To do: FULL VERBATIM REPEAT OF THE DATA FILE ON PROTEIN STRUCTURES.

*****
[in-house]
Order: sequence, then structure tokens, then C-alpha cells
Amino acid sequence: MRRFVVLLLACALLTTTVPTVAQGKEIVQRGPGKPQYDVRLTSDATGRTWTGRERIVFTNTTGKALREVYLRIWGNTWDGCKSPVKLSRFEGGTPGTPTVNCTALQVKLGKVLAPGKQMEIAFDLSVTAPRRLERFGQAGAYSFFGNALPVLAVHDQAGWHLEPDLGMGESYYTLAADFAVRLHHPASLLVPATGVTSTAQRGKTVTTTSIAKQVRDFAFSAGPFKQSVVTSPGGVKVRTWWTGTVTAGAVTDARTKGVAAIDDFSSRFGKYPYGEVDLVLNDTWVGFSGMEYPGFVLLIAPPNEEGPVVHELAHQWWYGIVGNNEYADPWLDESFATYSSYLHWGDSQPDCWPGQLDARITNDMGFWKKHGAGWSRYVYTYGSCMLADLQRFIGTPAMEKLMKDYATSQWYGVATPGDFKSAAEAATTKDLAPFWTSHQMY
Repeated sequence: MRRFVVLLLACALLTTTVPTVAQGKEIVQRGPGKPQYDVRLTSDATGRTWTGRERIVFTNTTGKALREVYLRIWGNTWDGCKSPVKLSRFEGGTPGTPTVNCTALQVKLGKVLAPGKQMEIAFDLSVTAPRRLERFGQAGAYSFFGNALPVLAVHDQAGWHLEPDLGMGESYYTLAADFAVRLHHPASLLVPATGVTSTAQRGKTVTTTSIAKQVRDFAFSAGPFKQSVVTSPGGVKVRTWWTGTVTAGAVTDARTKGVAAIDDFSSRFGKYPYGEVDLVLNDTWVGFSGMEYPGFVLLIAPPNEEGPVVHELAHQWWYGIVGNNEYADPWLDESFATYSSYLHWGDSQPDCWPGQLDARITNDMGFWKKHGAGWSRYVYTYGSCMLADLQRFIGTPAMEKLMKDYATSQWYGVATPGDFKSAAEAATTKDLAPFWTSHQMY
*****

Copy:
[in-house]
Order: sequence, then structure tokens, then C-alpha cells
Amino acid sequence: MRRFVVLLLACALLTTTVPTVAQGKEIVQRGPGKPQYDVRLTSDATGRTWTGRERIVFTNTTGKALREVYLRIWGNTWDGCKSPVKLSRFEGGTPGTPTVNCTALQVKLGKVLAPGKQMEIAFDLSVTAPRRLERFGQAGAYSFFGNALPVLAVHDQAGWHLEPDLGMGESYYTLAADFAVRLHHPASLLVPATGVTSTAQRGKTVTTTSIAKQVRDFAFSAGPFKQSVVTSPGGVKVRTWWTGTVTAGAVTDARTKGVAAIDDFSSRFGKYPYGEVDLVLNDTWVGFSGMEYPGFVLLIAPPNEEGPVVHELAHQWWYGIVGNNEYADPWLDESFATYSSYLHWGDSQPDCWPGQLDARITNDMGFWKKHGAGWSRYVYTYGSCMLADLQRFIGTPAMEKLMKDYATSQWYGVATPGDFKSAAEAATTKDLAPFWTSHQMY
Repeated sequence: MRRFVVLLLACALLTTTVPTVAQGKEIVQRGPGKPQYDVRLTSDATGRTWTGRERIVFTNTTGKALREVYLRIWGNTWDGCKSPVKLSRFEGGTPGTPTVNCTALQVKLGKVLAPGKQMEIAFDLSVTAPRRLERFGQAGAYSFFGNALPVLAVHDQAGWHLEPDLGMGESYYTLAADFAVRLHHPASLLVPATGVTSTAQRGKTVTTTSIAKQVRDFAFSAGPFKQSVVTSPGGVKVRTWWTGTVTAGAVTDARTKGVAAIDDFSSRFGKYPYGEVDLVLNDTWVGFSGMEYPGFVLLIAPPNEEGPVVHELAHQWWYGIVGNNEYADPWLDESFATYSSYLHWGDSQPDCWPGQLDARITNDMGFWKKHGAGWSRYVYTYGSCMLADLQRFIGTPAMEKLMKDYATSQWYGVATPGDFKSAAEAATTKDLAPFWTSHQMY